Spring arrives, and all the riders come out of hibernation. Your first rip out with your dudes and you run into problems. A missing carb mount bolt leads to an intake leak that leads to a blown head gasket that leads to the discovery that chunky 1/4" inline frame gussets are a really bad idea, and the backbone has cracked all the way through. You cut all that nonsense out with an angle grinder, make two new parallel gussets, and add a horizontal piece of tubing to beef up the whole neck/backbone section. While you're at it, you go ahead and paint the frame.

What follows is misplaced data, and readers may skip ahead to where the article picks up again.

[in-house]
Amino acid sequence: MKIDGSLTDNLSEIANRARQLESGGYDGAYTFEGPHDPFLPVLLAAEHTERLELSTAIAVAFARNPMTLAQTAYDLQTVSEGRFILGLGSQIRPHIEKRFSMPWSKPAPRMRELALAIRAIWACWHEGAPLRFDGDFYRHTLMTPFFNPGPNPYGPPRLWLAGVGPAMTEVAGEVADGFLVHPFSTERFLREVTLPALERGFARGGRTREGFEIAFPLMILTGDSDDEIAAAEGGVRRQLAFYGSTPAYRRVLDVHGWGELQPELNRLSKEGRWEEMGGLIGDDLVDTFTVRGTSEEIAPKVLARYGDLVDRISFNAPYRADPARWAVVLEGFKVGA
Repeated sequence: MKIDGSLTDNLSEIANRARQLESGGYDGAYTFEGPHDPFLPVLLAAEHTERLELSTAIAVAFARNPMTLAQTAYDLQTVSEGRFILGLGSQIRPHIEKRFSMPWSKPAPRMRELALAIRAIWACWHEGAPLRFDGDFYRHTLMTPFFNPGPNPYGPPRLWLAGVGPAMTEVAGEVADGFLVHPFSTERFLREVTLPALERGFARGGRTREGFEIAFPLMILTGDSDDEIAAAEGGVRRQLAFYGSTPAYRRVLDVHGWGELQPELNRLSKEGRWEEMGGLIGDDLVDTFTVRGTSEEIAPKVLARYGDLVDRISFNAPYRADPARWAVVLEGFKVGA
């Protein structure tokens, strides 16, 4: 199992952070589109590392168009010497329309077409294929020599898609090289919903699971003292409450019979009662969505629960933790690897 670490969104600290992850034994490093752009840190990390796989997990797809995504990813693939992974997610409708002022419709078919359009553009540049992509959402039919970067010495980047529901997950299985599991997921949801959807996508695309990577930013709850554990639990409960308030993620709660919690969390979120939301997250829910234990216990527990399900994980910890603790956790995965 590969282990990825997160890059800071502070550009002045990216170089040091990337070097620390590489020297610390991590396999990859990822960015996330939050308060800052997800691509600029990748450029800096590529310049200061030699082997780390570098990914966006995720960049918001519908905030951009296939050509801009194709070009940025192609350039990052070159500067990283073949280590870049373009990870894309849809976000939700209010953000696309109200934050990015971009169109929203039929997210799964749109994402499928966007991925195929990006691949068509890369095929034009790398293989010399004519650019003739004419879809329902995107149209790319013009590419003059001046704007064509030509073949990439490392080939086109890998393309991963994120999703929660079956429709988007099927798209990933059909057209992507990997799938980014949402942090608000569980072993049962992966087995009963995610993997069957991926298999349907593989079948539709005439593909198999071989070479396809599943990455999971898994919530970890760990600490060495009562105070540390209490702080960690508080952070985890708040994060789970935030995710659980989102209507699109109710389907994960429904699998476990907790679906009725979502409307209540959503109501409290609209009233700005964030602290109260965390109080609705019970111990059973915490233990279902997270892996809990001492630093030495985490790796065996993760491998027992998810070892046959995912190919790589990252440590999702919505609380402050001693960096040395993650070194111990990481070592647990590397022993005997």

While the chopper's on ice and you're rebuilding the motor (clean as a weasel!), you take this Honda donor bike that hasn't run in 30 years and make a little street tracker out of it. Geared down and punchy, it's a great commuter. You're working in town as a mechanic, and the traffic gets worse all the time. One day you are riding home and some idiot pulls a genius-level maneuver and t-bones you with his truck. You manage to keep the bike upright across two lanes of traffic until you hit the gravel and go down in a church parking lot. You sure hope Jesus isn't listening, because there are several inches of bone sticking out of your leg and you say some things that are inappropriate in any situation but this. You drag yourself away from the bike, calm the flustered driver who just tried to end you, and emphatically encourage him to get a gdmfn ambulance here right now thankyouverymuch. You aren't going to be riding for a while.